• It's also implied that the Seldon Plan is based on very generalized human behavior, concentrating on mass movements and trends. The formula behind the Plan tends to disregard the effect a single individual can have despite their statistical insignificance.
  • Did You Just Punch Out Cthulhu?: An interesting case. The Mule has conquered the First Foundation, and the Seldon Plan seems to be lying in ruins. All he needs to do is learn the location of the Second Foundation, destroy it, and then no force in all the galaxy will be able to oppose him. And he's seconds away from gaining the last piece of the puzzle, because he's duped Ebling Mis into decoding Seldon's nearly-incomprehensible coded notes. Then Bayta Darrell kills Mis when he's seconds away from revealing what he knows to the Mule. What makes this so dramatic is that no one except Bayta knows that the Mule is the Mule. Everyone else thinks he's just plain old Magnifico. He's kept his identity secret by using his psychic powers to keep them from putting two and two together. But he couldn't bring himself to do so in Bayta's case because she's the only person who's ever genuinely LIKED him.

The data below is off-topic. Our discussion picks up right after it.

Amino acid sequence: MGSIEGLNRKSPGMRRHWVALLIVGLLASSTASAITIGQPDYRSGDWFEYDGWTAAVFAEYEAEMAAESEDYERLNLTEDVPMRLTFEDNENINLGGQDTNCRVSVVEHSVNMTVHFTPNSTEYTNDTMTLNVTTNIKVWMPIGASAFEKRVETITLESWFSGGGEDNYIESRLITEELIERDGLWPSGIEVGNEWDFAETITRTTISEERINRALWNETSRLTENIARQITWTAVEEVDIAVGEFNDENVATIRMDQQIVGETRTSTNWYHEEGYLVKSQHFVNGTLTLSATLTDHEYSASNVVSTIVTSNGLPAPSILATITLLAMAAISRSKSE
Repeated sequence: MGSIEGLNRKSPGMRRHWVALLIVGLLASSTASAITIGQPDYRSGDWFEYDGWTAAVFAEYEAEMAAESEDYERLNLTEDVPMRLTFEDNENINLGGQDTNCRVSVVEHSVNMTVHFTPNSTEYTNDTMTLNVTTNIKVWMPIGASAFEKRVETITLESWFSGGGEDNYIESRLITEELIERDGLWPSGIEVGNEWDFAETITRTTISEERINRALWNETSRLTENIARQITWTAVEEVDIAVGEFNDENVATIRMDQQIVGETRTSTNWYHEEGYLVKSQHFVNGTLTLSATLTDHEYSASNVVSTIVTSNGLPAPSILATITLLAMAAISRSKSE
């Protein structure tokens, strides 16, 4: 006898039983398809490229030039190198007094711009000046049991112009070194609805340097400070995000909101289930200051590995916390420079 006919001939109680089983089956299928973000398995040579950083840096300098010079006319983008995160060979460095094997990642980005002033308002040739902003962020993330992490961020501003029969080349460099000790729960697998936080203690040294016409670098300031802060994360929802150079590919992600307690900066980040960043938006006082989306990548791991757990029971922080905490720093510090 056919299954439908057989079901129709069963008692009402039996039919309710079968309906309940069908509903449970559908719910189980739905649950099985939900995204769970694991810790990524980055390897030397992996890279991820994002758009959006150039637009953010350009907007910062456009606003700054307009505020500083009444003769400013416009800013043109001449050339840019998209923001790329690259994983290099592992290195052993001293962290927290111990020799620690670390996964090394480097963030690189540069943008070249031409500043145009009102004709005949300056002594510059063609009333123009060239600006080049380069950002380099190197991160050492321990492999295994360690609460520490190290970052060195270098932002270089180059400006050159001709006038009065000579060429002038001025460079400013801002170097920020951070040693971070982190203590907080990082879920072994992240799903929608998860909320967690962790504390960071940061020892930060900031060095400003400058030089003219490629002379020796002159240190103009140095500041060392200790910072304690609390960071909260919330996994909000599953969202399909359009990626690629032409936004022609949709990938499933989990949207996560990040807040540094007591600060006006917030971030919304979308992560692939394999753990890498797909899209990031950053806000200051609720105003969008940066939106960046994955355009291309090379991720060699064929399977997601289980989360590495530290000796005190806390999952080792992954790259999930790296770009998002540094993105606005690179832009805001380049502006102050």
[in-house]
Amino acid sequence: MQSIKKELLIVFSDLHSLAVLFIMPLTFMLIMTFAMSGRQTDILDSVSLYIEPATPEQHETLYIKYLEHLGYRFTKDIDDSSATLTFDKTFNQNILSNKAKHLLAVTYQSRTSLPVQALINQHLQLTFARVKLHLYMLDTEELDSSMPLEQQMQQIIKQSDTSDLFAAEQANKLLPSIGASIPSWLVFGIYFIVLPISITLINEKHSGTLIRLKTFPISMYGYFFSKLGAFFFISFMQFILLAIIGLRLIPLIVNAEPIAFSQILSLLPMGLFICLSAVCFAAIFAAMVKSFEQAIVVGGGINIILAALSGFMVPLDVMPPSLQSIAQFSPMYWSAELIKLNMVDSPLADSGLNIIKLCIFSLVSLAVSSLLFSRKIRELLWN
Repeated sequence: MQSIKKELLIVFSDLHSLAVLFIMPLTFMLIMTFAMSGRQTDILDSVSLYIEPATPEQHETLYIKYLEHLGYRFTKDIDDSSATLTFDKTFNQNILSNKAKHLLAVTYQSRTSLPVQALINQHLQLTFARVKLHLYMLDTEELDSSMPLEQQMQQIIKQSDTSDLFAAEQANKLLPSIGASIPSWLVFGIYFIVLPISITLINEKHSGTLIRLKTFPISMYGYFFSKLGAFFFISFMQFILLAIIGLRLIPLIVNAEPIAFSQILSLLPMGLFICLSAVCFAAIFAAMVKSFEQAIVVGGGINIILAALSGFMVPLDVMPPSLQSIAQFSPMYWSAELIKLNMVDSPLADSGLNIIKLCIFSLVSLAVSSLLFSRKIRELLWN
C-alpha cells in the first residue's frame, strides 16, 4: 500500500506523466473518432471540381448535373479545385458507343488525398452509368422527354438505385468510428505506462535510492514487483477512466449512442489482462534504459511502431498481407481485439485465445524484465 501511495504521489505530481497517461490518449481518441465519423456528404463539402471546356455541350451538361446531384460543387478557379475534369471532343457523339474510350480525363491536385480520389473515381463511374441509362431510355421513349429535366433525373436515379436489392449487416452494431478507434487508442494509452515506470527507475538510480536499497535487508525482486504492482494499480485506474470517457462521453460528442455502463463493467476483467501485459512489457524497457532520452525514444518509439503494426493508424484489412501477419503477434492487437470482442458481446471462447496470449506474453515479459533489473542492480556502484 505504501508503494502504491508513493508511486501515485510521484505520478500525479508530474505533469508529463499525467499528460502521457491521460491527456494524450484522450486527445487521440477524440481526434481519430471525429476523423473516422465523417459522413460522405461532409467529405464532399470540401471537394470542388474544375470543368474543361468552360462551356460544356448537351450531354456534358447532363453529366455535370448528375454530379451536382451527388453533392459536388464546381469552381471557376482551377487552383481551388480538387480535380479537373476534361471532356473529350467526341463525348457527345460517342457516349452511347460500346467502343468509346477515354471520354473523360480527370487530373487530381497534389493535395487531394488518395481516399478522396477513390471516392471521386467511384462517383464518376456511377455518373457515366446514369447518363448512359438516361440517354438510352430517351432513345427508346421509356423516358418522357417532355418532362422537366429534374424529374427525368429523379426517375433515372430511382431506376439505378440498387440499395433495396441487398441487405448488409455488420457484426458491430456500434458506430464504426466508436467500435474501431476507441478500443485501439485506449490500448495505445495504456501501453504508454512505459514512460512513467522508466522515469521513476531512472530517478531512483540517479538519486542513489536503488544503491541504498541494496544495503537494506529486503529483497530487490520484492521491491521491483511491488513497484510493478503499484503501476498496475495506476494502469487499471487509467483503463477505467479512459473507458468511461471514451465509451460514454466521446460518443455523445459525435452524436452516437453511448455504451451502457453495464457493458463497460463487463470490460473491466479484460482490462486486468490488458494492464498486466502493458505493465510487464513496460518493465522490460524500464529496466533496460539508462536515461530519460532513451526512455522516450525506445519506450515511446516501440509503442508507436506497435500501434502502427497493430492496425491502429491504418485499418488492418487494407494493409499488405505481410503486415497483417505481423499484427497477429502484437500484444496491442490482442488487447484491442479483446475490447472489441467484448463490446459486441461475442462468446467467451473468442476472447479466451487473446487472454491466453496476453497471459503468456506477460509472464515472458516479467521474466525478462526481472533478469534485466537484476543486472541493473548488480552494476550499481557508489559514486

• Distant Sequel: Many of the books' component stories were first published in the Pulp Magazines of the time. The overarching story achieves a Dashed Plot Line effect due to skipping between characters, often with Time Skips of a generation or some between stories.
    • "The Psychohistorians": A Short Story added retroactively when Foundation 1951 was published, this begins the timeline of the Foundation Era at -1 Foundation Era. Year 1 is when the planet Terminus is colonized by the Foundation.
    • "The Encyclopedists": The events in this story take place in 50 F.E., fifty years since the events of "The Psychohistorians".
    • "The Mayors": The events in this story take place in 80 F.E., thirty years since the events of "The Encyclopedists" and manages to keep two characters from the previous story, who are now aged and important figures.